One of the first things that comes to mind is storing the API key in an environment variable in a 12-factor style.

We can then extract the API key from that variable in Python using os.getenv. Try it out yourself:

>>> import os
>>> api_key = os.getenv("API_KEY")
>>> print(api_key)
your-api-key

This works totally fine but it means that we have to manually integrate it with the Click parameter that we already have. Luckily, Click already allows us to provide parameter values as environment variables. We can use envvar in our parameter declaration:

@click.option(
    '--api-key', '-a',
    envvar="API_KEY",
)

That’s all! Click will now use the API key stored in an environment variable called API_KEY and fall back to the --api-key option if the variable is not defined. And since examples speak louder than words, here’s how you’d use the command with an environment variable:

$ export API_KEY="<your-api-key>"
$ python cli.py London
The weather in London right now: light intensity drizzle.

But you can still use the --api-key option with an API key as well:

$ python cli.py --api-key <your-api-key> London
The weather in London right now: light intensity drizzle.

You’re probably wondering about what happens when you have the environment variable defined and also add the option when running the weather tool. The answer is simple: the option beats environment variable.

We have now simplified running our weather command with just adding a single line of code.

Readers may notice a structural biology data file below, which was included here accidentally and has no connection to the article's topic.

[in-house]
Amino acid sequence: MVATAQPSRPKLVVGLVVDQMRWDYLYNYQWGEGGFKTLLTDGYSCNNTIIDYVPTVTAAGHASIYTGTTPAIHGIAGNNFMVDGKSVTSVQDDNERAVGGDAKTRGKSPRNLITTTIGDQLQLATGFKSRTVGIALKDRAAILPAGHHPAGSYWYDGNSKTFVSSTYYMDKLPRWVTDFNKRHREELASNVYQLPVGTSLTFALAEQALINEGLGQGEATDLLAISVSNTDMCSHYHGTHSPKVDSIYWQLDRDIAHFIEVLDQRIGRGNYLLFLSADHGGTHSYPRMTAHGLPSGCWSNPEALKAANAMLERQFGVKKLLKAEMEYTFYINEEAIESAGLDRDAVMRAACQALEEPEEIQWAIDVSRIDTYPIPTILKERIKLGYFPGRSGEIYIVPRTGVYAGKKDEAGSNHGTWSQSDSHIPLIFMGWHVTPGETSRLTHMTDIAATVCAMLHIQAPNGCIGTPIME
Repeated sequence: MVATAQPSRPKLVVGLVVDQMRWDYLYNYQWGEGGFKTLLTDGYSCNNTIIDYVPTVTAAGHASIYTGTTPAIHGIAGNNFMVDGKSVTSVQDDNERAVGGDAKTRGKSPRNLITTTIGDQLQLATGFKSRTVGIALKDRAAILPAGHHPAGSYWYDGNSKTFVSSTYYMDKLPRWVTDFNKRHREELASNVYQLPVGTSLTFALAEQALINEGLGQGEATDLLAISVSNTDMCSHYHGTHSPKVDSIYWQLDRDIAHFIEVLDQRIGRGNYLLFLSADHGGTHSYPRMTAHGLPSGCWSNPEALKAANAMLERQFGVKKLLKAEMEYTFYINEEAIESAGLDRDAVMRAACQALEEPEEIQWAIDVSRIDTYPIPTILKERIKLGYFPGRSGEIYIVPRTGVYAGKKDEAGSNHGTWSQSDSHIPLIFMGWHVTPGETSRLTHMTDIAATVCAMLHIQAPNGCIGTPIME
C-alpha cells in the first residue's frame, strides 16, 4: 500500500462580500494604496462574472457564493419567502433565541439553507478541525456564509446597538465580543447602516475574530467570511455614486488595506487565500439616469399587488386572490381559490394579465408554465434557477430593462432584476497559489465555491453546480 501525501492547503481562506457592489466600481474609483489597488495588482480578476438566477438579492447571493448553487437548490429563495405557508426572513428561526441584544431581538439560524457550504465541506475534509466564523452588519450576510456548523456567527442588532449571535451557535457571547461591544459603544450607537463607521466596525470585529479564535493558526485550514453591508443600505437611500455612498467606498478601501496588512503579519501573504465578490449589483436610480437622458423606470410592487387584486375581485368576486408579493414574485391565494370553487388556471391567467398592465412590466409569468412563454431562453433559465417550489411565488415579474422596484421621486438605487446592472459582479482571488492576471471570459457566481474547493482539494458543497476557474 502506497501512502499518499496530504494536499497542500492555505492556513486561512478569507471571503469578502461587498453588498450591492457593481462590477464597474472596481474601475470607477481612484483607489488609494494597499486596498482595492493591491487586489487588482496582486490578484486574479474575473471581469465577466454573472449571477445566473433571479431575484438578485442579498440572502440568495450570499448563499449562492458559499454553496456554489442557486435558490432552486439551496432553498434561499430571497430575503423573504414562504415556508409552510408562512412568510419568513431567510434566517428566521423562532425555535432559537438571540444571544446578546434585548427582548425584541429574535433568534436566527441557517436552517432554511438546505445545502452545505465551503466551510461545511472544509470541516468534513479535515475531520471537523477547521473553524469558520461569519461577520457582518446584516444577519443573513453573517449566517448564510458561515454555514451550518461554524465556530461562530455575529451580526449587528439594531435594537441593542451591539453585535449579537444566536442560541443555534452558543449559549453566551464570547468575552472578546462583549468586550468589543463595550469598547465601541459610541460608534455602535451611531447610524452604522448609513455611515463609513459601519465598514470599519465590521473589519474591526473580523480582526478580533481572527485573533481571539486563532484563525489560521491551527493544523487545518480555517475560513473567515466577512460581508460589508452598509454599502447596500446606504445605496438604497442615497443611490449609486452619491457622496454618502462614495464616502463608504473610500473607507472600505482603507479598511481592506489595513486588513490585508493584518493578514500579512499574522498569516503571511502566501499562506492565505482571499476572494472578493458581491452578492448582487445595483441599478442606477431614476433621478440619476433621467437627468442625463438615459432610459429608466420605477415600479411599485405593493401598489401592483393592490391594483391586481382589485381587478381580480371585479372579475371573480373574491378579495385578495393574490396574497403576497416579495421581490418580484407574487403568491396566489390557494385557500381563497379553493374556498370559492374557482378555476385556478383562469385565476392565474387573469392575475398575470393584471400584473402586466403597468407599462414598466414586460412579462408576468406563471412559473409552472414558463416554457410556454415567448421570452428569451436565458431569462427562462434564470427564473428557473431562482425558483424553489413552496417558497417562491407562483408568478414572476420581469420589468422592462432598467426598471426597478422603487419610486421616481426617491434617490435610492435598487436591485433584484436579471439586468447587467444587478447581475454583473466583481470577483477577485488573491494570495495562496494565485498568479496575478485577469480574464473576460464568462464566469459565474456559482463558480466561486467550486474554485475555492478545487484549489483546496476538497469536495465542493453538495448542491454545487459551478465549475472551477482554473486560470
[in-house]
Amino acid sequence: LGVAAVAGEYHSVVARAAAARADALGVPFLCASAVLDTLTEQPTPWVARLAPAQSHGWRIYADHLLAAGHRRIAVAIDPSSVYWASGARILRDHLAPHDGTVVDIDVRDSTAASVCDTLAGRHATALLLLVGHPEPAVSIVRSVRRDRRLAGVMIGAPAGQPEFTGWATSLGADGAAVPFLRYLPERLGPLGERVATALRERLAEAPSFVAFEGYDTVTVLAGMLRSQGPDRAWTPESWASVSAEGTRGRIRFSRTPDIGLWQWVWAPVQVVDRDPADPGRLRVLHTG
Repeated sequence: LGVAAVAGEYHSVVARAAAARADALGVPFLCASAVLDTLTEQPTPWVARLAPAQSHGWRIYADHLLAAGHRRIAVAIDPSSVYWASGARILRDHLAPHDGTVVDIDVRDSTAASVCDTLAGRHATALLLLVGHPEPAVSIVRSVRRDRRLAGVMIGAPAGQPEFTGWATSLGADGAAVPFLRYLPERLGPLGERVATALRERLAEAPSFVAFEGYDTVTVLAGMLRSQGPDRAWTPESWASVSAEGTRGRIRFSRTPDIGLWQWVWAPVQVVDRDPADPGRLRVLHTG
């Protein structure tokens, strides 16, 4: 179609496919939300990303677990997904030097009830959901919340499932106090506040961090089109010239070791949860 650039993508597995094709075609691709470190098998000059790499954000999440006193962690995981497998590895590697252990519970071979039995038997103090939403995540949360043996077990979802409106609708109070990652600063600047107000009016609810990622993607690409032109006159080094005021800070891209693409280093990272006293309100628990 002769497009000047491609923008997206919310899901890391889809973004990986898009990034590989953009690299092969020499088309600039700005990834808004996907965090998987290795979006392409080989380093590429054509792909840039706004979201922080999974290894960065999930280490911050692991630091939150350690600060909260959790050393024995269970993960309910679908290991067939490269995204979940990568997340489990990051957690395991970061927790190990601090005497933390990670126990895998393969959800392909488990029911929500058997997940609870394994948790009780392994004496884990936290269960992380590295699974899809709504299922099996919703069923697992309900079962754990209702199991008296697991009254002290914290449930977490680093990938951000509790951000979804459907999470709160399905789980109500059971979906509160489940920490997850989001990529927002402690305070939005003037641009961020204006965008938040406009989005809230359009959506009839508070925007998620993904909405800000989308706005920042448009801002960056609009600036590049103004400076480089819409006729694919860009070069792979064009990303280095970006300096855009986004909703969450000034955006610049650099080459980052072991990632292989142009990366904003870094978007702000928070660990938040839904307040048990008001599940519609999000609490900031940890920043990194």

Separating functionality into sub-commands

I am sure you agree that we can do better. If you’ve worked with a command-line tool like docker or heroku, you are familiar with how they manage a large set of functionality and handle user authentication.

Let’s take a look at the Heroku Toolbelt. It provides a --help option for more details:

$ heroku --help
Usage: heroku COMMAND

Help topics, type heroku help TOPIC for more details:

 access          manage user access to apps
 addons          tools and services for developing, extending, and operating your app
 apps            manage apps
 auth            heroku authentication
 authorizations  OAuth authorizations
 ... # there's more but we don't care for now

They use a mandatory argument as a new command (also called sub-command) that provides a specific functionality. For example heroku login will authenticate you and store a token in a configuration file if the login is successful.

Wouldn’t it be nice if we could do the same for our weather command? Well, we can! And you’ll see how easy it is as well.

We can use Click’s Commands and Groups to implement our own version of this. And trust me, it sounds more complicated than it actually is.

Let’s start with looking at our weather command and defining the command that we’d like to have. We’ll move the existing functionality into a command and name it current (for the current weather). We’d now run it like this:

$ python cli.py current London
The weather in London right now: light intensity drizzle.

So how can we do this? We start by creating a new entry point for our weather command and registering it as a group:

We have now turned our main function into a command group object that we can use to register new commands “below” it. What that means is, that we change our @click.command decorator to @main.command when wrapping our weather function. We’ll also have to rename the function from main to the name we want to give our command. What we end up with is this:

@main.command()